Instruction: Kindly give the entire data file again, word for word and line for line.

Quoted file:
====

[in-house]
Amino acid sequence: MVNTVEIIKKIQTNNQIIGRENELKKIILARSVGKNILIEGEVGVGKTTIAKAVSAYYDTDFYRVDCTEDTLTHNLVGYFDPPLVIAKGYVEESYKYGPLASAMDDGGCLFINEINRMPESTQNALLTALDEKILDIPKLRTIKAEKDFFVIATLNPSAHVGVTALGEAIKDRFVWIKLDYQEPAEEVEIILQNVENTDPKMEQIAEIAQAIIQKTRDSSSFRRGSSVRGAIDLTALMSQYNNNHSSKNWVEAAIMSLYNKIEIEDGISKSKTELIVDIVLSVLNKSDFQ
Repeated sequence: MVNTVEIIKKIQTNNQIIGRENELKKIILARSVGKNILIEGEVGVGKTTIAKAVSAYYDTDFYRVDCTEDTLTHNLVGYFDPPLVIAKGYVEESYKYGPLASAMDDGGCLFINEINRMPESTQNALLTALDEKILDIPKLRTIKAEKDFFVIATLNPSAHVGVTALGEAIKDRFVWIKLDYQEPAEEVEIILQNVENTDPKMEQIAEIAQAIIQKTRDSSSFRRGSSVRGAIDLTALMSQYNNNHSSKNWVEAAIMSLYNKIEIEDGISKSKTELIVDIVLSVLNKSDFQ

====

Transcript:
[in-house]
Amino acid sequence: MVNTVEIIKKIQTNNQIIGRENELKKIILARSVGKNILIEGEVGVGKTTIAKAVSAYYDTDFYRVDCTEDTLTHNLVGYFDPPLVIAKGYVEESYKYGPLASAMDDGGCLFINEINRMPESTQNALLTALDEKILDIPKLRTIKAEKDFFVIATLNPSAHVGVTALGEAIKDRFVWIKLDYQEPAEEVEIILQNVENTDPKMEQIAEIAQAIIQKTRDSSSFRRGSSVRGAIDLTALMSQYNNNHSSKNWVEAAIMSLYNKIEIEDGISKSKTELIVDIVLSVLNKSDFQ
Repeated sequence: MVNTVEIIKKIQTNNQIIGRENELKKIILARSVGKNILIEGEVGVGKTTIAKAVSAYYDTDFYRVDCTEDTLTHNLVGYFDPPLVIAKGYVEESYKYGPLASAMDDGGCLFINEINRMPESTQNALLTALDEKILDIPKLRTIKAEKDFFVIATLNPSAHVGVTALGEAIKDRFVWIKLDYQEPAEEVEIILQNVENTDPKMEQIAEIAQAIIQKTRDSSSFRRGSSVRGAIDLTALMSQYNNNHSSKNWVEAAIMSLYNKIEIEDGISKSKTELIVDIVLSVLNKSDFQ